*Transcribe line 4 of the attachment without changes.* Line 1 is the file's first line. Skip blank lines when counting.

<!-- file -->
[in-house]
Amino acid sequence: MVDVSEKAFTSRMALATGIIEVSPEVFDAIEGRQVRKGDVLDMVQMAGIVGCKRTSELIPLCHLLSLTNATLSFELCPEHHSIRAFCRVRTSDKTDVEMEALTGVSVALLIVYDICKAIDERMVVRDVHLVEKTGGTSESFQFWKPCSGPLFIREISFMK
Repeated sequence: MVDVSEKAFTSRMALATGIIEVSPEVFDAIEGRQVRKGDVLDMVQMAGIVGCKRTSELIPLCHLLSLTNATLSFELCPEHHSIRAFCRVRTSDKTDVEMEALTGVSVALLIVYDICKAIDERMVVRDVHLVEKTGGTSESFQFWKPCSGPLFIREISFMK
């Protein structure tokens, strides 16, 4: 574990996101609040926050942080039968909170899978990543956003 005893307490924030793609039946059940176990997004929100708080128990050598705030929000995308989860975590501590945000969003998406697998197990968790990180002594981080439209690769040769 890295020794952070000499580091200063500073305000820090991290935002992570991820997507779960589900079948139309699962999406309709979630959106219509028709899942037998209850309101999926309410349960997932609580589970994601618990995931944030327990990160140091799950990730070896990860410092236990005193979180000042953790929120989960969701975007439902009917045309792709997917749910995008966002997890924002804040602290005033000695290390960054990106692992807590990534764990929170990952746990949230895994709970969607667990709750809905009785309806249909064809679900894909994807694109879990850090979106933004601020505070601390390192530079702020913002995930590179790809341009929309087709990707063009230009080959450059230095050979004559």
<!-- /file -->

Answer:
């Protein structure tokens, strides 16, 4: 574990996101609040926050942080039968909170899978990543956003 005893307490924030793609039946059940176990997004929100708080128990050598705030929000995308989860975590501590945000969003998406697998197990968790990180002594981080439209690769040769 890295020794952070000499580091200063500073305000820090991290935002992570991820997507779960589900079948139309699962999406309709979630959106219509028709899942037998209850309101999926309410349960997932609580589970994601618990995931944030327990990160140091799950990730070896990860410092236990005193979180000042953790929120989960969701975007439902009917045309792709997917749910995008966002997890924002804040602290005033000695290390960054990106692992807590990534764990929170990952746990949230895994709970969607667990709750809905009785309806249909064809679900894909994807694109879990850090979106933004601020505070601390390192530079702020913002995930590179790809341009929309087709990707063009230009080959450059230095050979004559």